Welche Berechtigungen benötige ich im Umgang mit Dameware?
Dies ist ein kleines Handout aus den USA für den Umgang mit Dameware:
The Mini Remote Control program currently offers four authentication methods, three of which are integrated into the Operating System's built-in security. For your reference, the following information is from the internal help files (accessible by opening the MRC program and clicking on the blue “?” at the top right of the toolbar).
Proprietary Challenge Response:
This authentication method allows you to manually enter a username and password in the remote machine's DMRC client agent properties to allow access with the Mini Remote Control. The username and password are stored in an encrypted format in the registry of the remote machine.
Windows NT Challenge/Response:
This authentication method uses the Operating Systems built in security for authentication to gain access to a remote machine with the DMRC. This option allows you to use the DMRC's group options as well as NT Challenge / Response pass-through.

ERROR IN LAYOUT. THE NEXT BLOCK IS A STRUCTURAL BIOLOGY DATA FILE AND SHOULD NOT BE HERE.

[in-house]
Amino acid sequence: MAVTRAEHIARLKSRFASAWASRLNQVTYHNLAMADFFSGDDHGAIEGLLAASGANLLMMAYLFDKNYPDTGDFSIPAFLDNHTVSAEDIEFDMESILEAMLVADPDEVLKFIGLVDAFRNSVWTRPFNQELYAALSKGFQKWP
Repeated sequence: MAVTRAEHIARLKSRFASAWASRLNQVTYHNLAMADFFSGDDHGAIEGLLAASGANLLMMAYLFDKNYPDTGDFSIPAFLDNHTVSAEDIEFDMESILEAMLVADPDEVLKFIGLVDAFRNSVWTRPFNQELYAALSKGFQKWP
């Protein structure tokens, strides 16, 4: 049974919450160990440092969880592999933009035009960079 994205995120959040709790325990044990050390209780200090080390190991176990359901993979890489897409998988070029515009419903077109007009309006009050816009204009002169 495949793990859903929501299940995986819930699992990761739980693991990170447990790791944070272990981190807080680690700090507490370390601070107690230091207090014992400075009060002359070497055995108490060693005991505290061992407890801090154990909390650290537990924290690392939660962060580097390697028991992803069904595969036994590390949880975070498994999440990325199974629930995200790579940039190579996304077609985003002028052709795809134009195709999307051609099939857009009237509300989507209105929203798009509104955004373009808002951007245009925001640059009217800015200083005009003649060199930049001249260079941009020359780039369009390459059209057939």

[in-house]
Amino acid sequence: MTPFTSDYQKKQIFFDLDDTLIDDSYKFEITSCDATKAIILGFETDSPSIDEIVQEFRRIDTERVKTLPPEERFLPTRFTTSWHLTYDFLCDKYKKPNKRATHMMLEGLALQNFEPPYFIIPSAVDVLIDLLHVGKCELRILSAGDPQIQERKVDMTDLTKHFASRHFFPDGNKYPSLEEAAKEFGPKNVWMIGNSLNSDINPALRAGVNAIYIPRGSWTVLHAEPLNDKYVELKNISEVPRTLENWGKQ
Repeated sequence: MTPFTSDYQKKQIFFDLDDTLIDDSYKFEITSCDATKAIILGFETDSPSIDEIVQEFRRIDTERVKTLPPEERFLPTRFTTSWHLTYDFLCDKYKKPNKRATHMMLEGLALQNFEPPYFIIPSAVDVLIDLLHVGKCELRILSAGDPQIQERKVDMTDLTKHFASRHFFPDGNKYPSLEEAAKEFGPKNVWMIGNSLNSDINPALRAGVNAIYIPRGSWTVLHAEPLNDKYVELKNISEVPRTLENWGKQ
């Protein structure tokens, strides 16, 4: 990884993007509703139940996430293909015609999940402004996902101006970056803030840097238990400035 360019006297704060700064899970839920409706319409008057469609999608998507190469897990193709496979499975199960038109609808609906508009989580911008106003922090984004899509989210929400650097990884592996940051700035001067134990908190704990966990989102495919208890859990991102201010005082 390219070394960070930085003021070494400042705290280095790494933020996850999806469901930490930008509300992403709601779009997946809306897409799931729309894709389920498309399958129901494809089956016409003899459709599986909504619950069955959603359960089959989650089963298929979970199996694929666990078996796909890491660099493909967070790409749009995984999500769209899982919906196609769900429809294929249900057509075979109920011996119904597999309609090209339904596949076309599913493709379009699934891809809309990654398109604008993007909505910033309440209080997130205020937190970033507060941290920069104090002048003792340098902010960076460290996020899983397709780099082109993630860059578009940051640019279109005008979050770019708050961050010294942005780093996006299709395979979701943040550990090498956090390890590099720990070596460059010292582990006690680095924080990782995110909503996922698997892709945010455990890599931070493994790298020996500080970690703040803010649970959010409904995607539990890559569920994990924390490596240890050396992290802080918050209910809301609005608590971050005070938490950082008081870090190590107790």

Encrypted Windows Logon:
The Encrypted Windows Logon is similar to the Windows NT Challenge / Response authentication method except that the Encrypted Windows Logon sends the username and password to the remote machine in an encrypted format. This authentication method is designed for primarily for situations were NT Challenge/Response authentication will not work or when Windows NT Challenge Response fails.
Smart Card Logon (version 5.5 and above):
DameWare's Mini Remote Control software now has the ability to access remote machines via Smart Card and interactively enter the PIN to login, just as if you physically walked up to the console of the remote machine. DameWare Development's Remote Smart Card Authentication and Interactive Smart Card Login functionality also does not require any Middleware, and it also does not require a Smart Card reader on the remote machine.